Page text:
Training day

I hate him. When I first met him, I thought of him (if I thought at all) as just an idiot, a useless bungler along for the redhead's comfort zone. Now, after watching him, after waiting for her to realize...I truly hate him.

I.

"Mommy?"

The woman looked at me out of her unbandaged eye.

"Poppa?"

Her eye glistened as she looked away. "Willy,.." She choked, and to my young confusion, knelt and pulled me into a tight hug. "Willy, Mommy and Poppa won't be coming back."

I felt confused, worried. Had I done something bad, didn't they love me anymore? Why would they leave me?

'Willy," She tightened her already tight hold, "don't worry Willy, you won't be abandoned, I promise." The semi-stranger, to my child's eyes, stood and beckoned to two men behind me.

They came forward and took me away. Away from my home, my family, and any chance I ever had at a normal childhood. Took me away into loneliness.

II.

He makes it look like a joke. A training scenario I worked weeks to devise, that the cheerleader has to sweat to get through on her sixth attempt. He only showed up today, and even loosing his pants, falling on his face, and stumbling, he has beaten both our times. I can see her chiding him, brushing him off, telling him to be more careful. I know she thinks it's only his luck and "dumb skill" that got him through it, but I know better. No one is that lucky, that consistently.

III.

They tell me I didn't speak for six weeks after being taken away. I don't remember. I remember being given a training garment, I remember being gently tossed, and I remember fatigue. My childhood seems to be constantly fatigued. I began my day early, classes with tutors, all of whom looked at me as a job, a project.

I learned, I struggled, but I learned. The woman I latter came to know as Dr. Director came by occasionally. She wasn't the director then, but she would stop by two or three times a year to check my progress. I still have never learned how she forced GJ to commit the funds and personnel to train me, but somehow, she did. My major memory of her is her refusal to look at me. Always asking questions of my instructors, and dutifully asking me if I was being a good boy. A perfunctory, "Keep up the good work." and she would be gone for another six or more months. Still, she was the only semi-constant I had in life. As I mastered or improved in a subject, my instructors would leave, to be replaced by other nameless taskmasters.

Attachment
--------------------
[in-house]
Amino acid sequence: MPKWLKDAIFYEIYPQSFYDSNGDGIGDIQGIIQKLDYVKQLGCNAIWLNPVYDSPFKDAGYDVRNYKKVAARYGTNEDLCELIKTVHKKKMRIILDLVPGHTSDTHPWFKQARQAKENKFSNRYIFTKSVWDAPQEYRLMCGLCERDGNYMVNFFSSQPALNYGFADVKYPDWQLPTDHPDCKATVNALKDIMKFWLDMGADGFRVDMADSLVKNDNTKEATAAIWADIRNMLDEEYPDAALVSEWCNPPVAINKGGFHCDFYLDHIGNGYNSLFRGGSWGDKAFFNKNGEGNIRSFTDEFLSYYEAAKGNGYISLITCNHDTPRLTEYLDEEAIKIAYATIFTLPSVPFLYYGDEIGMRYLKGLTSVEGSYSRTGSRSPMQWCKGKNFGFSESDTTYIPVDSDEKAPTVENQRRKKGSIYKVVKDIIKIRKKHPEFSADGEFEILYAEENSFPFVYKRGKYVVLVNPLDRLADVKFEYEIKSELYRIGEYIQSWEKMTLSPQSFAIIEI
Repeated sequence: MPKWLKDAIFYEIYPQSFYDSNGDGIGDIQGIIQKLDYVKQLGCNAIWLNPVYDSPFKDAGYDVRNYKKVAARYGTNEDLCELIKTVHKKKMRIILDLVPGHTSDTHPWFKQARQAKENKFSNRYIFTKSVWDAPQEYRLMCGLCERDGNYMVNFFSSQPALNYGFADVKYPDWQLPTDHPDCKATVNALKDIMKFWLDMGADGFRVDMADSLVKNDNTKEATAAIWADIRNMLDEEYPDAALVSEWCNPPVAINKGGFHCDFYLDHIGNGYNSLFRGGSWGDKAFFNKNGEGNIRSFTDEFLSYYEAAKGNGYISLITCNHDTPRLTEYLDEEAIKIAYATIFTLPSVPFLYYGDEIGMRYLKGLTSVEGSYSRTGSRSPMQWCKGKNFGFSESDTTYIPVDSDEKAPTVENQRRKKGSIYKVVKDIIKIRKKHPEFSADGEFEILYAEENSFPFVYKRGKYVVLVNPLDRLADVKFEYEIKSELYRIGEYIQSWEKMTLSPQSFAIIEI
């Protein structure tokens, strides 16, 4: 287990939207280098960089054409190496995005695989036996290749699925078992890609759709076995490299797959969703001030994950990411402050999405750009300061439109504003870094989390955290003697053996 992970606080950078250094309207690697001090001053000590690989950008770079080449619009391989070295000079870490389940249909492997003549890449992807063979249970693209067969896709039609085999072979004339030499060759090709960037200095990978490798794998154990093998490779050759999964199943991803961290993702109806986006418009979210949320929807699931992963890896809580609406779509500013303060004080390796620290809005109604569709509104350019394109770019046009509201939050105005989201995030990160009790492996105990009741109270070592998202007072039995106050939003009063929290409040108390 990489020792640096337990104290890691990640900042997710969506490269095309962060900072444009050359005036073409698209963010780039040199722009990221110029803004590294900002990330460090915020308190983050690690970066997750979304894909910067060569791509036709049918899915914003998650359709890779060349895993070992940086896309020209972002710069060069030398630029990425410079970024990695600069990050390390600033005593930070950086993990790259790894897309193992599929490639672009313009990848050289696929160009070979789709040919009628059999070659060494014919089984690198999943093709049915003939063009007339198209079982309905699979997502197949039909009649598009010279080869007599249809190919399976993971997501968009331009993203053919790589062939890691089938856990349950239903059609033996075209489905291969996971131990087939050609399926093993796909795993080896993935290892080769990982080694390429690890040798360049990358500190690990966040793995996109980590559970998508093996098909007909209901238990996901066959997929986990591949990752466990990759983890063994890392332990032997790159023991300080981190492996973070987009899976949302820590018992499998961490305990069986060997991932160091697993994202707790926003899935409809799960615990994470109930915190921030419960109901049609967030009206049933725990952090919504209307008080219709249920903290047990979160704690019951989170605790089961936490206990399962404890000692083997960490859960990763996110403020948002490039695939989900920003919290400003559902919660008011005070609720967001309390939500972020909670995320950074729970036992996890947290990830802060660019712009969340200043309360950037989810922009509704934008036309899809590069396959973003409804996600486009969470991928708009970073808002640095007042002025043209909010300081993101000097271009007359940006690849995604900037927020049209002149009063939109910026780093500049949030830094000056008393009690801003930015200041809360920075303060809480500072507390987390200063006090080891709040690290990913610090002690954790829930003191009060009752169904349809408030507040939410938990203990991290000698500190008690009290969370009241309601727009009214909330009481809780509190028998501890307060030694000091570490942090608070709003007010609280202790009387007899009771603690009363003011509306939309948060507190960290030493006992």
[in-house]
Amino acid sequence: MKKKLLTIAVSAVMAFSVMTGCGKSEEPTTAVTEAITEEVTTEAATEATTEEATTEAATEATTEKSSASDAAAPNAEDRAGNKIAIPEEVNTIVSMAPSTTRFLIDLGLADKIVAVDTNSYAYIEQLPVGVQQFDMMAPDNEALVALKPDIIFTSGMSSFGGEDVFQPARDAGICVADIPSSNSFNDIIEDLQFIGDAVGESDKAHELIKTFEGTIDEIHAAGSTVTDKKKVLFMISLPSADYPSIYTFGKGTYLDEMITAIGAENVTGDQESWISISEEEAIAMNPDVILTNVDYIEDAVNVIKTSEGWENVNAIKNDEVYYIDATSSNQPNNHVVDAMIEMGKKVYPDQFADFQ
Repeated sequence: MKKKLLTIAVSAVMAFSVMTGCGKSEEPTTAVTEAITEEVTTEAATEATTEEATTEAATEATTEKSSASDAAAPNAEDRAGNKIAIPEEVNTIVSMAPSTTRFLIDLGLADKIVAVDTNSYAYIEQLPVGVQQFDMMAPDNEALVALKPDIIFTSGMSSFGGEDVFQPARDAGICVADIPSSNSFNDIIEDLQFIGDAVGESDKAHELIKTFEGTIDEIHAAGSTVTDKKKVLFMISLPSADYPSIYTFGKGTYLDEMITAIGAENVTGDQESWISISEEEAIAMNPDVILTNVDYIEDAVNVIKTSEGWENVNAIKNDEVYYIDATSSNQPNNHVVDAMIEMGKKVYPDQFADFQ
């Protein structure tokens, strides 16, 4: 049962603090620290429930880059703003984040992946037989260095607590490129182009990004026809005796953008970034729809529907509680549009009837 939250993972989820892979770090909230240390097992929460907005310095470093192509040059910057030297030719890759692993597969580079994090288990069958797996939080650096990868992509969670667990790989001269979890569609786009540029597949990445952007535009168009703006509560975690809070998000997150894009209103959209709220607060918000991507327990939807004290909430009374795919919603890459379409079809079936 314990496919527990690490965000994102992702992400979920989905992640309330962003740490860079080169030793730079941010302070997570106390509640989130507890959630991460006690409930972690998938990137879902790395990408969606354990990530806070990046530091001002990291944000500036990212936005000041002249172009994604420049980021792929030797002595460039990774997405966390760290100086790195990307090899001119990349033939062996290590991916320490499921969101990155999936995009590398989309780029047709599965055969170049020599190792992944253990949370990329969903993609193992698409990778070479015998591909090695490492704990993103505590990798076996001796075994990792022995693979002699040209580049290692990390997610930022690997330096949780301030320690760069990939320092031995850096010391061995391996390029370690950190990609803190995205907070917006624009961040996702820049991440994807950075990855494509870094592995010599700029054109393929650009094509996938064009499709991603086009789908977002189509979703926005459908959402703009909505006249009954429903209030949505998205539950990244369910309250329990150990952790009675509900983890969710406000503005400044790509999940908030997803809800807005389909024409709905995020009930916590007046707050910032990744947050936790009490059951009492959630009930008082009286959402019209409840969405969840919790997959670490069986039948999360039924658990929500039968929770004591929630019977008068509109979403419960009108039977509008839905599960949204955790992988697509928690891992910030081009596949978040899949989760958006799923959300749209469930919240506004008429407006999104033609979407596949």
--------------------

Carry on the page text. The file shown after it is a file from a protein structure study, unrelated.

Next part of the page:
I waited for her visits. She was the last person in my childhood to touch me in any but an instructional manner. She only did it the one time, when she told me I was alone, but I yearned for it again.

IV.

For an amateur she's very good. Stripped of her gadgets and gizmo's, her agility allows her to make her way through the training ground on her seventh attempt. The changing scenario slows her down, but she manages to leap the last obstacle, nearly matching my best time. Dr. Director walks out of the far observation booth, gesturing to her. They walk through a side door, leaving me alone with the buffoon. I know I shouldn't, but I have to know. I learned a long time ago how to trick the computers into recording what I wanted, not what was happening. I am going to find out his secret, even, or especially if, I have to kill him to do it. A training accident.

VI.

I have never had a friend. Many acquaintances and colleagues, of course, but never a friend. I think I absorbed the combat vets philosophy throughout my childhood. I remember the remark of one instructor clearly, "In war, you have buddies, but not friends. It hurts too much when you lose a friend." Call it cowardice, but I have followed that advice.

VII.

He's doing it. I don't know how, but he's doing it. Stumbling, falling, being nicked and nearly missed, but he's doing it. He is slowly but surely getting across the training ground. He seems to know which beams are lethal, when the live rounds will be fired. How is he doing it? How? There is no possible way a human being should be able to navigate the killing ground I have set up without being at least wounded, but he's doing it. How?

VIII.

He's across, meeting the cheerleader and Dr. Director as they emerge from the side room. As he stands waiting for them to reach him, his pants fall down. Dr. Director only raises one brow, while the cheerleader giggles at his molerat patterned boxers. Still giggling, she grabs him in a tight hug, whirling him around. When they stop, she nuzzles his chest, while Dr. Director focuses on the device she is holding.

I am the only one that sees the hard brown gaze that reaches for me. Telling me, he knows.